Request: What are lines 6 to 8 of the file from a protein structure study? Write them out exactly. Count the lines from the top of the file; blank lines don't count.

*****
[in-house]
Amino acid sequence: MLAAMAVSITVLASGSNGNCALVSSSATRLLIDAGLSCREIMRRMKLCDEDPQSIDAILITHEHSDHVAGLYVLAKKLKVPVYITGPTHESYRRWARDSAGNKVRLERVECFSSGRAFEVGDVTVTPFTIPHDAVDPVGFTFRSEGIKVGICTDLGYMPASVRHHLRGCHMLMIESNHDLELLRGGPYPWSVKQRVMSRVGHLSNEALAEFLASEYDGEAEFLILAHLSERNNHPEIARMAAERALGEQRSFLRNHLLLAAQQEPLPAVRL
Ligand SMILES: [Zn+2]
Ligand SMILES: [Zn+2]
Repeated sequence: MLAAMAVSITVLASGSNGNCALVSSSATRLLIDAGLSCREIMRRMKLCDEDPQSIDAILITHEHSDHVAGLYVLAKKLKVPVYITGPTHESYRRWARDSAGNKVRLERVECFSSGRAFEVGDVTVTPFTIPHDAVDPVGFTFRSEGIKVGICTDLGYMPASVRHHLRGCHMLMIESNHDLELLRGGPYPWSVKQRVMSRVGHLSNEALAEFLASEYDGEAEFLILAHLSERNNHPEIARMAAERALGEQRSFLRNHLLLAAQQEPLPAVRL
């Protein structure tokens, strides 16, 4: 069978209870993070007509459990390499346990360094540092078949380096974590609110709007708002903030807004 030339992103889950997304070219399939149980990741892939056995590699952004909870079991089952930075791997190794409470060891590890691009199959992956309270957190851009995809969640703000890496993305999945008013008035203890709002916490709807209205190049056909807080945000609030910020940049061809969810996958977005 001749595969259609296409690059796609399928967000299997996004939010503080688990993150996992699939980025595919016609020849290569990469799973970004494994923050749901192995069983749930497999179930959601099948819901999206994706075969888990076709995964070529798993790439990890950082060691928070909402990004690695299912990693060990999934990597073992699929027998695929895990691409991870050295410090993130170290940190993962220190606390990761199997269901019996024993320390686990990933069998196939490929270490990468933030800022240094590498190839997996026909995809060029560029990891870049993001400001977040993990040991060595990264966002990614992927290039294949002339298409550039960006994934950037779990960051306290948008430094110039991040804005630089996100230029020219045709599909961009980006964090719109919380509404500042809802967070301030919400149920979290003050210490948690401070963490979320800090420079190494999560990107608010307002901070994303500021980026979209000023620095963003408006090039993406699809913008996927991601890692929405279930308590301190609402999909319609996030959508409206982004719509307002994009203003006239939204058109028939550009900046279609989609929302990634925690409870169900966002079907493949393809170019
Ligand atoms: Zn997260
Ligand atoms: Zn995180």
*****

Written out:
């Protein structure tokens, strides 16, 4: 069978209870993070007509459990390499346990360094540092078949380096974590609110709007708002903030807004 030339992103889950997304070219399939149980990741892939056995590699952004909870079991089952930075791997190794409470060891590890691009199959992956309270957190851009995809969640703000890496993305999945008013008035203890709002916490709807209205190049056909807080945000609030910020940049061809969810996958977005 001749595969259609296409690059796609399928967000299997996004939010503080688990993150996992699939980025595919016609020849290569990469799973970004494994923050749901192995069983749930497999179930959601099948819901999206994706075969888990076709995964070529798993790439990890950082060691928070909402990004690695299912990693060990999934990597073992699929027998695929895990691409991870050295410090993130170290940190993962220190606390990761199997269901019996024993320390686990990933069998196939490929270490990468933030800022240094590498190839997996026909995809060029560029990891870049993001400001977040993990040991060595990264966002990614992927290039294949002339298409550039960006994934950037779990960051306290948008430094110039991040804005630089996100230029020219045709599909961009980006964090719109919380509404500042809802967070301030919400149920979290003050210490948690401070963490979320800090420079190494999560990107608010307002901070994303500021980026979209000023620095963003408006090039993406699809913008996927991601890692929405279930308590301190609402999909319609996030959508409206982004719509307002994009203003006239939204058109028939550009900046279609989609929302990634925690409870169900966002079907493949393809170019
Ligand atoms: Zn997260
Ligand atoms: Zn995180």